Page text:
A former loyalist paramilitary activist was murdered late on Monday night as he left the home of his 16-year-old Catholic girlfriend in Strabane, County Tyrone.
Charles Folliard, who was 30, had just left the house in the republican Ballycolman estate when he was approached by two masked men and shot several times. He was taken to hospital but died a short time later.
Although he had served seven years in prison for conspiring to murder a Catholic man, Mr Folliard was said to have severed all paramilitary connections after his release a few years ago. Nevertheless, the relationship was regarded as unusual in terms of the couple's religion and their age difference.
Three killings within a few days in Northern Ireland have provided highly unwelcome reminders that the recent arms decommissioning by the IRA has not put an end to violence.
A number of other non-lethal incidents and disturbances have underlined the existence of a long-established culture of violence which looks likely to continue for many years.
Although there have been traces of support for republican dissidents in the Ballycolman estate, the district is regarded as predominantly supportive of mainstream republicanism.
This immediately raised the question of whether the shooting had been carried out by IRA members, possibly as a pointed expression of disapproval of the IRA decommissioning.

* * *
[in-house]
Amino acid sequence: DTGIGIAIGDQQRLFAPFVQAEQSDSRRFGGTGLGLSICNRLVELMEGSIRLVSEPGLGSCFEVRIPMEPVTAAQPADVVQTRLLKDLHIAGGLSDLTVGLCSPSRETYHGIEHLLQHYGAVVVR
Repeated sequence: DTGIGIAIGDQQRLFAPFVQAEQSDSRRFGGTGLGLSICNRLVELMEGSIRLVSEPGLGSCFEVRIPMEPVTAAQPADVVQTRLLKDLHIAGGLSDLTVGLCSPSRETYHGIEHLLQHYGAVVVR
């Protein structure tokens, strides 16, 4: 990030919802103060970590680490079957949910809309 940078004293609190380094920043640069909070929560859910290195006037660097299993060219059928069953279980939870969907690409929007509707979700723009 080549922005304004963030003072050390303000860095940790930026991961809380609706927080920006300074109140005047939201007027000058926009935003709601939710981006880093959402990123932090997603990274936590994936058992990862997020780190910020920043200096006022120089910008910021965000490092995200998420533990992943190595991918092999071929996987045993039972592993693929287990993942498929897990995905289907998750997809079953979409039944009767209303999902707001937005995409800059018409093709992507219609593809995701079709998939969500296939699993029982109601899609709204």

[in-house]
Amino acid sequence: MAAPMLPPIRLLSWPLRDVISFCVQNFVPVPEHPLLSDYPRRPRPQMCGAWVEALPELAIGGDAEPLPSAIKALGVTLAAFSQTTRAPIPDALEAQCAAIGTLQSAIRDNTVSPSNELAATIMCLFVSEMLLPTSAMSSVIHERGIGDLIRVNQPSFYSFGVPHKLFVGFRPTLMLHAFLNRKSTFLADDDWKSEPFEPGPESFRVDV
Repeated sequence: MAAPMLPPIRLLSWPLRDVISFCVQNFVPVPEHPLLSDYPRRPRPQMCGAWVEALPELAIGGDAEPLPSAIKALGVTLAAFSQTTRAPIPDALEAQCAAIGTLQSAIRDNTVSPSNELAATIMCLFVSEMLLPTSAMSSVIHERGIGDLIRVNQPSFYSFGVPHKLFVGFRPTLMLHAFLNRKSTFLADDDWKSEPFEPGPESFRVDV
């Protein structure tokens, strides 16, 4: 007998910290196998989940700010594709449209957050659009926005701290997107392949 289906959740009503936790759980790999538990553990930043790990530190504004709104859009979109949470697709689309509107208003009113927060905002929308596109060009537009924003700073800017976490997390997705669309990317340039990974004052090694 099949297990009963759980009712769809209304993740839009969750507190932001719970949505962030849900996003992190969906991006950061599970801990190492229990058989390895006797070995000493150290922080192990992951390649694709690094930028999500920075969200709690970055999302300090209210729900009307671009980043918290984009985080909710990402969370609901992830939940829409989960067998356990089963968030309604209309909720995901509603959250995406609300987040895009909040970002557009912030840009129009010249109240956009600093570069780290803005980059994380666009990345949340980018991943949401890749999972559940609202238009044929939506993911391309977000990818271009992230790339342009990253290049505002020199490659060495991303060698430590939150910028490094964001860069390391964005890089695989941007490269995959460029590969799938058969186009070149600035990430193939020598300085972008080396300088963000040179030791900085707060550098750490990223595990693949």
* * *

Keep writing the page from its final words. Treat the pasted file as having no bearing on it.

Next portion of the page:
Superintendent Clifford Best, of the Royal Ulster Constabulary, blamed republicans but stopped short of specifically accusing the IRA. He said: "We believe paramilitaries were behind this murder and we are confident that republican terrorists were involved. A sectarian motive is one of the avenues we are looking at."
The possibility of IRA involvement was dismissed in the most direct terms by the Sinn Fein MP for the area, Pat Doherty, who said he was sure the IRA had not carried out the murder.
Saying he believed it was carried out by elements opposed to the IRA's move, he added: "I am confident the IRA cessation remains intact. Whoever carried it out were enemies of the peace process and the current developments."
Derek Hussey, an Ulster Unionist Assembly member, said: "There is a suspicion that it has been carried out by republicans, so it seems there is some concern that republicans are having difficulty with the developments that have taken place politically."
The security authorities seemed genuinely unsure yesterday who had carried out the attack. Clearly any revelation that the IRA members were involved would seriously undermine the hope generated by the organisation's arms move.
Meanwhile, a member of the Royal Irish Rangers, the locally recruited section of the British Army, was charged with the murder of a Catholic man elsewhere in Tyrone on Sunday night. Glen Strong, 27, is accused of killing Colin Foy in a hotel in Fivemiletown. A third recent killing, in Craigavon, Co Armagh, is believed to have been drugs-related.
In Belfast a leading loyalist was refused bail when he appeared in court on charges related to recent disturbances in the north of the city.
Jim Simpson, 43, was charged with riotous behaviour and inciting others to riot. A large number of Mr Simpson's supporters attended the hearing and more than 20 riot police lined both sides of the court.Reuse content